Inconsistent Bossing: A Surefire Way to Disengage

Guest
post from Nicole Lipkin:

We all
have those days when our words and actions don’t come out the way we intended.
Or we take our stress out on others. We intend to give a compliment or a simple
criticism and it instead sounds more critical than we really feel. Between
friends, a simple “I’m sorry, I’m just stressed lately” can repair these
missteps. Our friends know that just because we were their loyal confidante one
day and a nutcase the next is not necessarily a reflection on the friendship
itself. The workplace, however, is a more delicate environment and a simple
“I’m sorry” may not be as effective, or even appropriate if we are talking
about the dynamic between boss and employee.
 

Though
we hate to admit it, our bosses can change the emotional tone of our day with a
couple words, either encouraging or critical. Thus, it is extremely important
for a boss to watch how they reinforce their employees’ behavior and maintain
consistency. Inconsistent bossing can
turn a great employee who is excited to come to work every day into a disgruntled
nonplussed employee who allows him/herself to become complacent and
disinterested.

If a
boss changes their tune on a daily basis, an employee will become confused. If
an employee receives a “Great job!” one day and then a nitpicking criticism the
next on a similar performance, the employee will simply be confused. Of course
the boss may not have any idea that they did any damage. The boss may have
spilled coffee on themselves on the way to work, someone may have looked at
them the wrong way, or maybe there is trouble at home. Then, they got to work,
saw a small error in the employee’s performance and – instead of leading with
the positive – they tell the employee the small thing that was wrong. The boss
returns to their work, clueless that damage was just inflicted; the employee
returns to his/her desk dejected and baffled.

Over
time, repetitive inconsistent behavior like this on the part of the boss can
lead to learned helplessness in the
employee. Essentially learned
helplessness
means the employee once thought of themselves as competent and
good at what they do, but because of
their boss’ inconsistent reinforcement, their opinion of themselves degenerates
and they’ve come to think of themselves as incompetent. This of course can all
be avoided by self-awareness.

Bosses
can take a moment when they arrive to work (or whenever necessary) to
self-evaluate their mindset, see where there thoughts lay to make sure they
don’t project their own whimsical emotions on others.
Don’t get me wrong, there is
nothing wrong with being in a bad mood or giving an employee constructive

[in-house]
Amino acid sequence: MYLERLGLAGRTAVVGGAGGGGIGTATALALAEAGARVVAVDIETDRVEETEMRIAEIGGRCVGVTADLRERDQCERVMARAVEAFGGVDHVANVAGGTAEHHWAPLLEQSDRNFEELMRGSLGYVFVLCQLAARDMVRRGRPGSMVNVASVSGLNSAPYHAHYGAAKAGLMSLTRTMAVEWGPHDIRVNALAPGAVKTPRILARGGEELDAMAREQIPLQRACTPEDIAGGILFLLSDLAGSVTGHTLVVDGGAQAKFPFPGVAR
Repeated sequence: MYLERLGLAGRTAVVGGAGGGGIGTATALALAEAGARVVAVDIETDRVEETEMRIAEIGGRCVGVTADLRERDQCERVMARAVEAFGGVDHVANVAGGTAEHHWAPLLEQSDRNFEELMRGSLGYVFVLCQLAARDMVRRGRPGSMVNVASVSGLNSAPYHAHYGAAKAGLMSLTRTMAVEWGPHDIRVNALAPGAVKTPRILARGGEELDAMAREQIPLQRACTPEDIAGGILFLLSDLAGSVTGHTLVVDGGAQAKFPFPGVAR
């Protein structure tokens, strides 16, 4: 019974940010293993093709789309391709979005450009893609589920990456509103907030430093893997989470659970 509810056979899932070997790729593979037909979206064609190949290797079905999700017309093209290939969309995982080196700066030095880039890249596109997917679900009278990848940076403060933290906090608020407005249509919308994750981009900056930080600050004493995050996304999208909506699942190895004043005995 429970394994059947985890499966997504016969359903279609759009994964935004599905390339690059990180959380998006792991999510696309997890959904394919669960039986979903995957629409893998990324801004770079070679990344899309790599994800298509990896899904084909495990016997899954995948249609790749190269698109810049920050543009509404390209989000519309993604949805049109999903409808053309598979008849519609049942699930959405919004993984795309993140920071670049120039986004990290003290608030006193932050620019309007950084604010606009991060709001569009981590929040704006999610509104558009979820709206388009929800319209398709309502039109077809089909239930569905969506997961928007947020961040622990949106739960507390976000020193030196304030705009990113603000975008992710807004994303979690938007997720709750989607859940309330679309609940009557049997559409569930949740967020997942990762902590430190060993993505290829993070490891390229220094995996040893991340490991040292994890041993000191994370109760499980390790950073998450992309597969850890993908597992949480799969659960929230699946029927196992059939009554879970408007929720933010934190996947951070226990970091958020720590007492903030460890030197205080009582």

criticism. What we’re after is ensuring that whatever reinforcement we give is
constructive and is based on the job done and not an irrelevant fleeting
emotion that we brought into the workplace. We’re all human, things happen, but
we can get better at training our minds, watching them.
There is
a phenomenon called Emotional Contagion that
deals specifically with this concentric projection of attitudes and feelings
and it is very simple: if you smile and are positive around someone, they will
feel good and most likely carry that positivity to the next place they go,
which can create a ripple effect. It’s pretty amazing when you conceive how
powerful a small positive gesture can be. The same ripple effect can of course
occur when projecting negativity. Want proof? Take a moment and think about
whether you feel good or bad around a positive person and/or negative person.
It doesn’t take a brain surgeon to figure this one out.

Let’s
get scientific for a second.
Sigal
Barsade (2002), currently a Professor of Management at The Wharton School,
conducted seminal work into the positive and negative effects of the emotional
dance that takes place in every group. 
For the study, she assigned 94 business school undergraduates to 29
different groups ranging in size from two to four participants, including one
ringer (otherwise known as a confederate), an actor from the drama department.
Each group would decide how to allocate money from a bonus pool. Unbeknownst to
the rest of the group, the ringer was instructed by Barsade to act out
different mood and energy levels, such as cheerful enthusiasm, serene warmth,
hostile irritability and depressed sluggishness.

Barsarde
found that the participants acted differently, depending on the actor’s
performance. The actor’s cheerfulness made the group more cheerful; the actor’s
anger made the group angrier. Positive emotions created more cooperation;
negative emotions increased conflict and decreased cooperative decision-making.

Barsade
observed, “People are walking mood inductors, continuously influencing the
moods and then the judgments and behaviors of others.” The effect occurs in
every type of organization, in every industry, and in every large and small
work group.

Consistency
creates stability and a stable work environment promotes well-being among
workers, both superior and subordinate alike. 
It is similar to a family dynamic. It has long been accepted that a stable
home is the best home for a child to grow up in. It creates the nurturing
backbone for a child to fulfill their potential.  An unstable home can lead to, well, I think
we’re all aware of the effects of unstable homes. The workplace is no
different. It’s a kind of family.

 
ABOUT
THE AUTHOR:
Nicole
Lipkin is a business and organizational psychologist, consultant, and speaker,
holding a doctorate in Clinical Psychology as well as an MBA. She is the
president of Equilibria Leadership Consulting and the founder of Equilibria
Psychological and Consultation Services. In addition to her new book, What
Keeps Leaders Up at Night,
Nicole is the co-author of Y in the Workplace.
Nicole has shared her expertise on NPR, NBC, CBS, Fox Business News, and other
high-profile media outlets. She lives in Philadelphia, Pennsylvania.